Three uses of “was” and one “became” – John 1:1, 14

dict.jesusI really like the IVP Black Dictionaries.  In an article from Dictionary of Jesus and the Gospels, I encountered this observation.  There are three uses of “was” in John 1:1.  Each use has a different nuance.

Look up “is” in your dictionary sometime and you will be surprised how many listings there are.  I found that in my Spanish New Testament (NVI) there are three verbs used to convey the ideas there.

  • “In the beginning was the Word…”   This is about the existence of the Word (the Son of God).  I think that it is significance that it says the word “was” not “became” in the beginning.  So the nuance here is eternal pre-existance.
  • “…and the Word was with God…”  This is about a relationship with God (the Father).  It could be about location, but where exactly is God?  And where was God before the creation of the heavens and the earth?  So it is better to see this as a relationship – the Word was together with (in love) the Father.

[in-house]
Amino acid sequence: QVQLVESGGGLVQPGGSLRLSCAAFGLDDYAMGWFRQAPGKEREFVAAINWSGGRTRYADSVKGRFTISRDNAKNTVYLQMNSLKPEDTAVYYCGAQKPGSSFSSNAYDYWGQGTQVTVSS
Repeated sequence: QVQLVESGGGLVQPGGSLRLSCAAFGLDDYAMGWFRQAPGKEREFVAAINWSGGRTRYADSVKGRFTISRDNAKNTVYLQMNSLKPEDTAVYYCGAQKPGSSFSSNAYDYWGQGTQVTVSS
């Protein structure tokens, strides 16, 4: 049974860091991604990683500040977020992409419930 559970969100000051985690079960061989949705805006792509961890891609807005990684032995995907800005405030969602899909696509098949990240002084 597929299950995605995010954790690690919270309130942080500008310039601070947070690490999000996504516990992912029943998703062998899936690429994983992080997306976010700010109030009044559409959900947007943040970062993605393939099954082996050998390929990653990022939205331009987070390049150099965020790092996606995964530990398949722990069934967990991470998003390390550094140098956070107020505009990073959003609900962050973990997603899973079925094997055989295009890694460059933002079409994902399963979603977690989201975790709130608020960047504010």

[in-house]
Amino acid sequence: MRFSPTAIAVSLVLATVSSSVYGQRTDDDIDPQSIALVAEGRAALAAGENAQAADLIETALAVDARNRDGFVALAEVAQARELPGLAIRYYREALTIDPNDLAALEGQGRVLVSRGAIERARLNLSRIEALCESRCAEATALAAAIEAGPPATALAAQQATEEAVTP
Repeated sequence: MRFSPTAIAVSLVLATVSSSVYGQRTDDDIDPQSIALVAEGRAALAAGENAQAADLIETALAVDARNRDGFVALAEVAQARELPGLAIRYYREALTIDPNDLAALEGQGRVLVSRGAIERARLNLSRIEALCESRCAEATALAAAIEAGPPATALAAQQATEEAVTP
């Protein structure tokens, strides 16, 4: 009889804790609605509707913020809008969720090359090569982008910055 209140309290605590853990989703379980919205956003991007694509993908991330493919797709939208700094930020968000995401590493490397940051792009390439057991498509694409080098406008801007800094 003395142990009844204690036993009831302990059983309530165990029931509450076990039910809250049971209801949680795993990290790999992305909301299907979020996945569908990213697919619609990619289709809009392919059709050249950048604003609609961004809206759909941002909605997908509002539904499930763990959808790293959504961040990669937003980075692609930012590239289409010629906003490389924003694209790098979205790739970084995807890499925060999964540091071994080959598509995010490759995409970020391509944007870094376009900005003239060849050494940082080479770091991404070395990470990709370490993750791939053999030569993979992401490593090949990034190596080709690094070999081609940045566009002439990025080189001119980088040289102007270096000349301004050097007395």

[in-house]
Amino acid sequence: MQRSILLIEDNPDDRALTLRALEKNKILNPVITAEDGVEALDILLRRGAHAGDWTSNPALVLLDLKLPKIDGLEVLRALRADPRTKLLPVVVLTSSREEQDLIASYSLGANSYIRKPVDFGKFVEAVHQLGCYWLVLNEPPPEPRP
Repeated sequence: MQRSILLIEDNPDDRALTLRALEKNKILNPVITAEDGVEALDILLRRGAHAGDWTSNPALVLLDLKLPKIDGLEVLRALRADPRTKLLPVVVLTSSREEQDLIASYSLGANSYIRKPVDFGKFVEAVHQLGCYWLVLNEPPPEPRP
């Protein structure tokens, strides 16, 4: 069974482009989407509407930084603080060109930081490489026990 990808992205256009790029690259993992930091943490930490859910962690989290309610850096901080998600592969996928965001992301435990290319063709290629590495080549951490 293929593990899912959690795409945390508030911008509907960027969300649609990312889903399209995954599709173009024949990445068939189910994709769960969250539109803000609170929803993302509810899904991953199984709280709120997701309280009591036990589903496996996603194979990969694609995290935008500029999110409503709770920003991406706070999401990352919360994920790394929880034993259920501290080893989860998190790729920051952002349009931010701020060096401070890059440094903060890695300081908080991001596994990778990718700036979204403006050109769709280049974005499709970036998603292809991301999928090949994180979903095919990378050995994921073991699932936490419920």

• “…and the Word was God.”  Here is the essential nature of the Word.  The word is divine, he and the Father are equal.

Now we look at Verse 14, where “the Word” reappears.

  • “The Word became…”   Who is eternal “became” something.  He did not come into existence  but he entered creation (of which he is the c0-creator) – v. 2-5,  Colossians 1:16).  The eternal Word becomes the temporal Jesus.
  • “The Word became flesh…”  His essential nature is Divine – an omnipotent, eternal, omnipresent Spirit – yet he takes on human nature.
  • “The Word became flesh and dwelt among us.”  He who was with the Father was for 33 years with humanity.

So the nuances of the three “was” statements in verse 1 have a correlation in v. 14.

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